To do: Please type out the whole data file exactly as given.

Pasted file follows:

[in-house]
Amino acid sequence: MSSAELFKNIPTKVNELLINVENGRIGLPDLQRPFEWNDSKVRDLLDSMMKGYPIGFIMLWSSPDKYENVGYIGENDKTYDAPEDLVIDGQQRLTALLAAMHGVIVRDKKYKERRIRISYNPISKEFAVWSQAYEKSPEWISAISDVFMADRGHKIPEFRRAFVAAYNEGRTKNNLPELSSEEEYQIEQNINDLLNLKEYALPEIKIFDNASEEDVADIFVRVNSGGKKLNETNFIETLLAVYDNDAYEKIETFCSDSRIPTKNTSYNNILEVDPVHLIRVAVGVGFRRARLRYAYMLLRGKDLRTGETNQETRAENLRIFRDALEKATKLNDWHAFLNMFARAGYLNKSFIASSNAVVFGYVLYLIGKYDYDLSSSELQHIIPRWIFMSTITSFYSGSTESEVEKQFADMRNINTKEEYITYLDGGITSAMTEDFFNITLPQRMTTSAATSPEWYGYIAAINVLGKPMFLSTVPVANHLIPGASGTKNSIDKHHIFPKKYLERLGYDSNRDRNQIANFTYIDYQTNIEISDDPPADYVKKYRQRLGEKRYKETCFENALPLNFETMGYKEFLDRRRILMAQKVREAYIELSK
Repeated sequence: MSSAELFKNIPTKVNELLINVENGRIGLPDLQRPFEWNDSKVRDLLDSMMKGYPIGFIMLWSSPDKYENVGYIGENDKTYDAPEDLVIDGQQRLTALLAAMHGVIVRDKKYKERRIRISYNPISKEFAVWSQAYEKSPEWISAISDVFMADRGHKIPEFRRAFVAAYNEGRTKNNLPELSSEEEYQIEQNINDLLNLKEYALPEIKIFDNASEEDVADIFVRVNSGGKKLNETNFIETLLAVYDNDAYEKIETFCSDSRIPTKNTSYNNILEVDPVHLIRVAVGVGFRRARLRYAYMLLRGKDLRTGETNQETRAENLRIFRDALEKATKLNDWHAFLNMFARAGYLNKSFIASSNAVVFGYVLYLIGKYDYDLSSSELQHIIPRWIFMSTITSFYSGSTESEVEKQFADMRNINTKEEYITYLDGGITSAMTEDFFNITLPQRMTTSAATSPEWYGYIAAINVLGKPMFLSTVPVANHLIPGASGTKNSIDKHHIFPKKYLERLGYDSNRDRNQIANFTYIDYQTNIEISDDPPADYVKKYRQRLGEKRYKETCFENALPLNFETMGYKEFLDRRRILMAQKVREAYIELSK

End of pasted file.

[in-house]
Amino acid sequence: MSSAELFKNIPTKVNELLINVENGRIGLPDLQRPFEWNDSKVRDLLDSMMKGYPIGFIMLWSSPDKYENVGYIGENDKTYDAPEDLVIDGQQRLTALLAAMHGVIVRDKKYKERRIRISYNPISKEFAVWSQAYEKSPEWISAISDVFMADRGHKIPEFRRAFVAAYNEGRTKNNLPELSSEEEYQIEQNINDLLNLKEYALPEIKIFDNASEEDVADIFVRVNSGGKKLNETNFIETLLAVYDNDAYEKIETFCSDSRIPTKNTSYNNILEVDPVHLIRVAVGVGFRRARLRYAYMLLRGKDLRTGETNQETRAENLRIFRDALEKATKLNDWHAFLNMFARAGYLNKSFIASSNAVVFGYVLYLIGKYDYDLSSSELQHIIPRWIFMSTITSFYSGSTESEVEKQFADMRNINTKEEYITYLDGGITSAMTEDFFNITLPQRMTTSAATSPEWYGYIAAINVLGKPMFLSTVPVANHLIPGASGTKNSIDKHHIFPKKYLERLGYDSNRDRNQIANFTYIDYQTNIEISDDPPADYVKKYRQRLGEKRYKETCFENALPLNFETMGYKEFLDRRRILMAQKVREAYIELSK
Repeated sequence: MSSAELFKNIPTKVNELLINVENGRIGLPDLQRPFEWNDSKVRDLLDSMMKGYPIGFIMLWSSPDKYENVGYIGENDKTYDAPEDLVIDGQQRLTALLAAMHGVIVRDKKYKERRIRISYNPISKEFAVWSQAYEKSPEWISAISDVFMADRGHKIPEFRRAFVAAYNEGRTKNNLPELSSEEEYQIEQNINDLLNLKEYALPEIKIFDNASEEDVADIFVRVNSGGKKLNETNFIETLLAVYDNDAYEKIETFCSDSRIPTKNTSYNNILEVDPVHLIRVAVGVGFRRARLRYAYMLLRGKDLRTGETNQETRAENLRIFRDALEKATKLNDWHAFLNMFARAGYLNKSFIASSNAVVFGYVLYLIGKYDYDLSSSELQHIIPRWIFMSTITSFYSGSTESEVEKQFADMRNINTKEEYITYLDGGITSAMTEDFFNITLPQRMTTSAATSPEWYGYIAAINVLGKPMFLSTVPVANHLIPGASGTKNSIDKHHIFPKKYLERLGYDSNRDRNQIANFTYIDYQTNIEISDDPPADYVKKYRQRLGEKRYKETCFENALPLNFETMGYKEFLDRRRILMAQKVREAYIELSK